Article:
Towards a wastewater energy recovery system: The utilization of humidified ammonia by a solid oxide fuel cell stack

Bernhard Stöckl*, Michael Preininger, Vanja Subotić, Stefan Megel, Christoph Folgner, Christoph Hochenauer

*Corresponding author for this work

Research output: Contribution to journalArticlepeer-review


This study presents the results of investigations on performance and durability of an ammonia-supplied MK352 solid oxide fuel cell stack with electrolyte supported cells and chromium based interconnects. The performance evaluation revealed no significant differences between ammonia and equivalent hydrogen/nitrogen gases as fuel, which was a result of the excellent ammonia conversion rates up to 99.99%. When using high ammonia flow rates, temperature measurements inside the stack revealed a temperature drop due to the endothermic ammonia decomposition of up to 18.8 K, which proceeded preferentially at the fuel inlet region. An 1000 h durability test with humidified ammonia in 80% fuel utilization condition was performed, which resulted in a stack performance degradation rate of about 1.1%/1000 h. Tests with hydrogen/nitrogen fueled reference stacks revealed similar degradation rates during the initial 1000 h. Post-mortem analyses by scanning electron microscopy and energy-dispersive X-ray spectroscopy revealed no significant micro-structural deterioration of the functional layers of the anode, but nitriding effects on the nickel contact meshes and chromium nitrides were found in the material structure of the interconnects. Also, an oxide layer was found between interconnect and contact meshes at the anode, which appears to be the main cause of the performance degradation.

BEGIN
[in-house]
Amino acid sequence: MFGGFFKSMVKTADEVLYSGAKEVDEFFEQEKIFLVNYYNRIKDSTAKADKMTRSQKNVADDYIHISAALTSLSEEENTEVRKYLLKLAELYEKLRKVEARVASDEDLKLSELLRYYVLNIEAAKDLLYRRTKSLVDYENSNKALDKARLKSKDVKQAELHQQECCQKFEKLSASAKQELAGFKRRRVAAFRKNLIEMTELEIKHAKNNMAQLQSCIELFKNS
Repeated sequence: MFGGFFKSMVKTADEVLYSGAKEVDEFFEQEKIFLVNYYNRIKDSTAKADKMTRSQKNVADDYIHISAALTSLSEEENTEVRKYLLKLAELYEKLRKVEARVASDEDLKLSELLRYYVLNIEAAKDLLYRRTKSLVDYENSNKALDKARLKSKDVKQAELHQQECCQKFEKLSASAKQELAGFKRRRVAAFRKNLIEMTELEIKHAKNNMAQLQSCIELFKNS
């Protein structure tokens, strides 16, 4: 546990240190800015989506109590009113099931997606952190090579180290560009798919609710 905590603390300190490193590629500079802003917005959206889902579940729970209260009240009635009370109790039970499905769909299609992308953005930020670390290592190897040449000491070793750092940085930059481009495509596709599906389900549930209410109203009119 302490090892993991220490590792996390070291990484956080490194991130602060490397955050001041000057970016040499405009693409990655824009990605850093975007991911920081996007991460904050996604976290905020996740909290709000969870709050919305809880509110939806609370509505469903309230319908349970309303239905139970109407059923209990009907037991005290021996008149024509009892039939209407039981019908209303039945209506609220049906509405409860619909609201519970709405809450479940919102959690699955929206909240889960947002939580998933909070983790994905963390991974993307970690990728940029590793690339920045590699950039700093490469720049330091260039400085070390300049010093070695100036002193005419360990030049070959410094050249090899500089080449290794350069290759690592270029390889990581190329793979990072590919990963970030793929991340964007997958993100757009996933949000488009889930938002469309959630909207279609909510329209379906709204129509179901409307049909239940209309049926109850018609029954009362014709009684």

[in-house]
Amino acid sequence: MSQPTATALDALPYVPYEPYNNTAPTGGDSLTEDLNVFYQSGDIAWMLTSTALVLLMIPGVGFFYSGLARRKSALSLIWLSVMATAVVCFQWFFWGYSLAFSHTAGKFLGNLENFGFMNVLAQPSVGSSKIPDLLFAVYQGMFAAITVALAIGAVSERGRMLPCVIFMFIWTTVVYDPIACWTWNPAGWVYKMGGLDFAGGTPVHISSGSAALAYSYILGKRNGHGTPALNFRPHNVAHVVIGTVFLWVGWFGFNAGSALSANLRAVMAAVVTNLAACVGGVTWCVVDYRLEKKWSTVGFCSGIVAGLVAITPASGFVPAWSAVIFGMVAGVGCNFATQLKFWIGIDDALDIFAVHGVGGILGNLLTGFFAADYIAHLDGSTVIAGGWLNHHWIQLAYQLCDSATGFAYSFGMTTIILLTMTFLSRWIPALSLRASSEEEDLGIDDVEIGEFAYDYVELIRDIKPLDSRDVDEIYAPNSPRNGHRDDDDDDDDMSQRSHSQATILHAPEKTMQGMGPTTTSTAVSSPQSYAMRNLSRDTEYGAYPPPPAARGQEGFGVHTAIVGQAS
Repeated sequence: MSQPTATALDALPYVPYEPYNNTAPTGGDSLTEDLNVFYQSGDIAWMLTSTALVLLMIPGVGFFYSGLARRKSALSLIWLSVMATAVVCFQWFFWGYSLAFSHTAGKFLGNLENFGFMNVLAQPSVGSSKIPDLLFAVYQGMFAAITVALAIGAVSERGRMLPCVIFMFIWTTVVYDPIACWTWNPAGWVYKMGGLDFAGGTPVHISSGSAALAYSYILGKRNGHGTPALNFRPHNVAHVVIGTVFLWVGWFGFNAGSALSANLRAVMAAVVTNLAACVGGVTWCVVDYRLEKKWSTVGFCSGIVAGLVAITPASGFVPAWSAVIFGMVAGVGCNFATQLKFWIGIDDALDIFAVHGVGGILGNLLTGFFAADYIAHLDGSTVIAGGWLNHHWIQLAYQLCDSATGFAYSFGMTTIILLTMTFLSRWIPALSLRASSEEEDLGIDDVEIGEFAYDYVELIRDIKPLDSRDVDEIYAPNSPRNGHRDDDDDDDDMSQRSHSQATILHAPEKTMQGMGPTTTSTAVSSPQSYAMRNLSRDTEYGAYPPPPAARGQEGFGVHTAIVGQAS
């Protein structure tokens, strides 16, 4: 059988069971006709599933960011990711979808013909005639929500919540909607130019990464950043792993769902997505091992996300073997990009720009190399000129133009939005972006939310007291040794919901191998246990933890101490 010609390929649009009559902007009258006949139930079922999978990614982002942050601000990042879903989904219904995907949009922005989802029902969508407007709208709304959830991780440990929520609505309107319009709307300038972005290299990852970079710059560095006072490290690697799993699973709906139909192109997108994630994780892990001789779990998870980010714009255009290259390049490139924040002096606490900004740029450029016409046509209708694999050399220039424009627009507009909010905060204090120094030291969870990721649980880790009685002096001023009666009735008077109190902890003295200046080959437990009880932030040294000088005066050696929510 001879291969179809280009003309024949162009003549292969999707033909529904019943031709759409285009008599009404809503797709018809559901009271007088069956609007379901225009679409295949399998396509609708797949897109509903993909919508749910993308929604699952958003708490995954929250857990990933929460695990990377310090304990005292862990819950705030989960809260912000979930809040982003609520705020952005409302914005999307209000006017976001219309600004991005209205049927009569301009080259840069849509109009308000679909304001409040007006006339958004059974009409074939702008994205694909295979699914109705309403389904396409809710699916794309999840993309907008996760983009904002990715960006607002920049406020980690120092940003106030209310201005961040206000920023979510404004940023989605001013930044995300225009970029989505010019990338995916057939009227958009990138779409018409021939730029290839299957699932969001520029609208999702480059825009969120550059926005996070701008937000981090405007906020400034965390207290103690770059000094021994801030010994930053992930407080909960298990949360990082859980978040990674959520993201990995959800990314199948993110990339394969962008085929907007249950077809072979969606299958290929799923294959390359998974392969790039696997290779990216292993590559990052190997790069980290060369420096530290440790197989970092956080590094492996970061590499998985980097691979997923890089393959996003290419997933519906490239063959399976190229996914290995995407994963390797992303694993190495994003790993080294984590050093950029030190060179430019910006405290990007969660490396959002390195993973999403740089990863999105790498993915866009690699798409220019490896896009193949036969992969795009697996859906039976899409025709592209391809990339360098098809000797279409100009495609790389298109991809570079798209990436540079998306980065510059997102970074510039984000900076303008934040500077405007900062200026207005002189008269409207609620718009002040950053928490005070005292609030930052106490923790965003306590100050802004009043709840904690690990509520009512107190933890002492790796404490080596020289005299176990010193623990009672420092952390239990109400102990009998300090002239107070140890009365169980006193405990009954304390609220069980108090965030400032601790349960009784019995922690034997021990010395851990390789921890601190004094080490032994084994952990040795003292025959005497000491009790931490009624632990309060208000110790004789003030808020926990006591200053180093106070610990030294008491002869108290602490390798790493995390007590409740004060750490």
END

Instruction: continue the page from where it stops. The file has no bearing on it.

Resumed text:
Original languageEnglish
Article number227608
JournalJournal of Power Sources
Publication statusPublished - 29 Feb 2020


  • Ammonia
  • Electrochemical impedance spectroscopy
  • High temperature corrosion
  • Scanning electron microscopy
  • Solid oxide fuel cell stack
  • Temperature analysis

ASJC Scopus subject areas

  • Energy Engineering and Power Technology
  • Electrical and Electronic Engineering
  • Renewable Energy, Sustainability and the Environment
  • Physical and Theoretical Chemistry

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